So I think I think the challenge is really making sure that you consider all stakeholders. So that’s looking at it from a student perspective, looking at it from a teacher or facilitator perspective. Thinking about it, you know when we’re looking at international programs how each cohort of students will react to content, how about interact with content, and what they’ll actually get out of the program so designing a program just for Deakin students is just one half of the equation with this type of program, we have to create this program for two different cohorts. In addition to you know the variation we have within our Deakin cohort as well. So really trying to make sure you address all stakeholder needs, and that also includes university administration needs, financial funding needs, different teams. The work integrated learning team at Deakin is a really key resource for helping us address these sorts of internationalisation concerns and programs so they’re always a really big starting point for when I when I think of a program they’re usually my first port of call I give them a call, and I say, what do you think of this? How will our students work within this program? What are some of the stumbling blocks that you see so it’s really about collaborating. Asking lots of questions and making sure you know you go into every program knowing that There probably has to be some flexibility in built as well.

So we’ve had really, really positive feedback from students about this program we were one of those groups that will actually receive 100% on our evaluate scores, which was really phenomenal outcome for our first virtual program and entirely unexpected. Some of the feedback from students was that you know they felt that, you know when we’re doing the program and completing the Japan program actually felt like you know, even though that they’re under lockdown in Melbourne at the time, they’re actually for that three or four hour block they’re actually transported to that other country there are immersed in that culture and they felt that connection that. They’ve made friends with counterparts from the other universities and we’ve welcome some of those students now some of the graduates from the 2021 Program who are actually studying from Mushashi to Deakin and that’s a really exciting outcome to so they can kind of strengthen those friendships in person, so it’s helped with connections it’s helped with I suppose the stress that a lot of us felt, but during those really prolonged and protracted Melbourne lockdowns, so it’s been really overwhelmingly positive and I think if anything is one of those really great starting points for our students to start thinking about where they want to go next you know a lot of them have said they absolutely will be traveling to Japan now to see these locations in person to have another international experience in the region and that’s really what new COMP plan funding is about and we couldn’t have done it without that additional funding, I think that that was really required for the design of the program that we ended up with but it’s you know that building that strong institutional partners in the region, having friends having that collaboration that you can rely on, I think, is really key.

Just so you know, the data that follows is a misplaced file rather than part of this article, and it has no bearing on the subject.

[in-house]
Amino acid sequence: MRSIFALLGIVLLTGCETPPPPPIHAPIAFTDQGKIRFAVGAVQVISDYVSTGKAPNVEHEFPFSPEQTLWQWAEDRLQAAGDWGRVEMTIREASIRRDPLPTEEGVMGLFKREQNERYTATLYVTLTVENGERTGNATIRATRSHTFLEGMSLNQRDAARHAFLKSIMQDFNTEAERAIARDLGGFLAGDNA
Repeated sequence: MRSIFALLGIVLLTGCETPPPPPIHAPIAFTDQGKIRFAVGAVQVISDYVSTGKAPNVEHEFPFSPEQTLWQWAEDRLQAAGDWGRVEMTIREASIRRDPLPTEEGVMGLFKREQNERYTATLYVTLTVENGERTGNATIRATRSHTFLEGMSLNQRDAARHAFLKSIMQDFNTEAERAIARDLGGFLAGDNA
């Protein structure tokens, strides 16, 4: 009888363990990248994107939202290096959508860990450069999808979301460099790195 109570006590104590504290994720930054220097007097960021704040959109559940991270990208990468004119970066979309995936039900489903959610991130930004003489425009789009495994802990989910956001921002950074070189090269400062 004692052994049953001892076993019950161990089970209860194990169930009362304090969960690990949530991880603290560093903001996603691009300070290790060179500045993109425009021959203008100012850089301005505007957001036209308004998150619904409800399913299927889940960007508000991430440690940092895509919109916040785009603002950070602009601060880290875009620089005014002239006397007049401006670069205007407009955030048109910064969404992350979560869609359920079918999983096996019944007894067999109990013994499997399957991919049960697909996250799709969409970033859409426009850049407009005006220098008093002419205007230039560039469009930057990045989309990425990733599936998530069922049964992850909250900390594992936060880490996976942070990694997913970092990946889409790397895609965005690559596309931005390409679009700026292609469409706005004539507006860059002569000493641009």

My advice would be to really break down who the key stakeholders are. Usually it’s students, but, as I think I mentioned earlier there’s teaching staff involved, there’s professional staff involved, knowing what key commitments are for time. Inclusivity and to make programs, inclusive and for that flexibility to be inbuilt usually takes a lot of flexibility in terms of program leadership. So you know when things might be slightly you know not 100% according to plan, making sure that you and your staff are prepared with Plan A, B, C and D. And that you know you’ve got that flexibility in-built also knowing that every every time you try and build an inclusive program, you’re not actually going to be able to include everyone, so there are going to be some programs that are suitable for some cohorts, some suitable for other cohorts and that’s okay. As long as you’ve got something that’s suitable across the board that have good quality opportunities for students so there’s some people might not be able to travel to Japan. Some people might not be able to make that commitment to do a two week intensive virtual program that they may be able to do a two day a week part time program. So, making sure you design, not just one program but multiple different opportunities that students can engage with can choose the best program that fits their situation. And our situations change all the time as we’re very, very much aware over this last few years, you have to be flexible in your design.

23 November 2022

Last modified: 29 May 2023 at 10:11 am